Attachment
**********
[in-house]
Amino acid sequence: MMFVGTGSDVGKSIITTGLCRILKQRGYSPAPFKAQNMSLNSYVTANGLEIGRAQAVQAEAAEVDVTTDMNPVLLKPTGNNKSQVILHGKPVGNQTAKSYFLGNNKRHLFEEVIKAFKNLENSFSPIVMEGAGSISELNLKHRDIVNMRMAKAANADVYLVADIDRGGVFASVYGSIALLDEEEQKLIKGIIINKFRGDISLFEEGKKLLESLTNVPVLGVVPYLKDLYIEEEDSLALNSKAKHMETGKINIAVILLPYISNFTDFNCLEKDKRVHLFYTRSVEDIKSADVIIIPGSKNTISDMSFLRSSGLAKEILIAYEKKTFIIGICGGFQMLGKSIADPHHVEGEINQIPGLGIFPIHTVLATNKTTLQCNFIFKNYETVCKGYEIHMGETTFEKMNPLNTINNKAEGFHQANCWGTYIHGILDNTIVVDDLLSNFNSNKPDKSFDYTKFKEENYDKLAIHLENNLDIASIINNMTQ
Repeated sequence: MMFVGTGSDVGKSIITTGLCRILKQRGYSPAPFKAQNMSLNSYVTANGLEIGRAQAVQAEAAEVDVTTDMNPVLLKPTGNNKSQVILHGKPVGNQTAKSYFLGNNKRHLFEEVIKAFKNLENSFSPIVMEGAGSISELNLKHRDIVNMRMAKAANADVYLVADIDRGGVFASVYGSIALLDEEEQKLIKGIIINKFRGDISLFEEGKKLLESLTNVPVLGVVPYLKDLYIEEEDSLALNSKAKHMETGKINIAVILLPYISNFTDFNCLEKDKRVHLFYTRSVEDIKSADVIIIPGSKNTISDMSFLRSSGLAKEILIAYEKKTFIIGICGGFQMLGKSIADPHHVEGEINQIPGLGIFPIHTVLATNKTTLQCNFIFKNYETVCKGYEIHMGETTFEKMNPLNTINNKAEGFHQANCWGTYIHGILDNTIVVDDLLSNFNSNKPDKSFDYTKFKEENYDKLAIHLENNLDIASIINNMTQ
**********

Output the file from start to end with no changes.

[in-house]
Amino acid sequence: MMFVGTGSDVGKSIITTGLCRILKQRGYSPAPFKAQNMSLNSYVTANGLEIGRAQAVQAEAAEVDVTTDMNPVLLKPTGNNKSQVILHGKPVGNQTAKSYFLGNNKRHLFEEVIKAFKNLENSFSPIVMEGAGSISELNLKHRDIVNMRMAKAANADVYLVADIDRGGVFASVYGSIALLDEEEQKLIKGIIINKFRGDISLFEEGKKLLESLTNVPVLGVVPYLKDLYIEEEDSLALNSKAKHMETGKINIAVILLPYISNFTDFNCLEKDKRVHLFYTRSVEDIKSADVIIIPGSKNTISDMSFLRSSGLAKEILIAYEKKTFIIGICGGFQMLGKSIADPHHVEGEINQIPGLGIFPIHTVLATNKTTLQCNFIFKNYETVCKGYEIHMGETTFEKMNPLNTINNKAEGFHQANCWGTYIHGILDNTIVVDDLLSNFNSNKPDKSFDYTKFKEENYDKLAIHLENNLDIASIINNMTQ
Repeated sequence: MMFVGTGSDVGKSIITTGLCRILKQRGYSPAPFKAQNMSLNSYVTANGLEIGRAQAVQAEAAEVDVTTDMNPVLLKPTGNNKSQVILHGKPVGNQTAKSYFLGNNKRHLFEEVIKAFKNLENSFSPIVMEGAGSISELNLKHRDIVNMRMAKAANADVYLVADIDRGGVFASVYGSIALLDEEEQKLIKGIIINKFRGDISLFEEGKKLLESLTNVPVLGVVPYLKDLYIEEEDSLALNSKAKHMETGKINIAVILLPYISNFTDFNCLEKDKRVHLFYTRSVEDIKSADVIIIPGSKNTISDMSFLRSSGLAKEILIAYEKKTFIIGICGGFQMLGKSIADPHHVEGEINQIPGLGIFPIHTVLATNKTTLQCNFIFKNYETVCKGYEIHMGETTFEKMNPLNTINNKAEGFHQANCWGTYIHGILDNTIVVDDLLSNFNSNKPDKSFDYTKFKEENYDKLAIHLENNLDIASIINNMTQ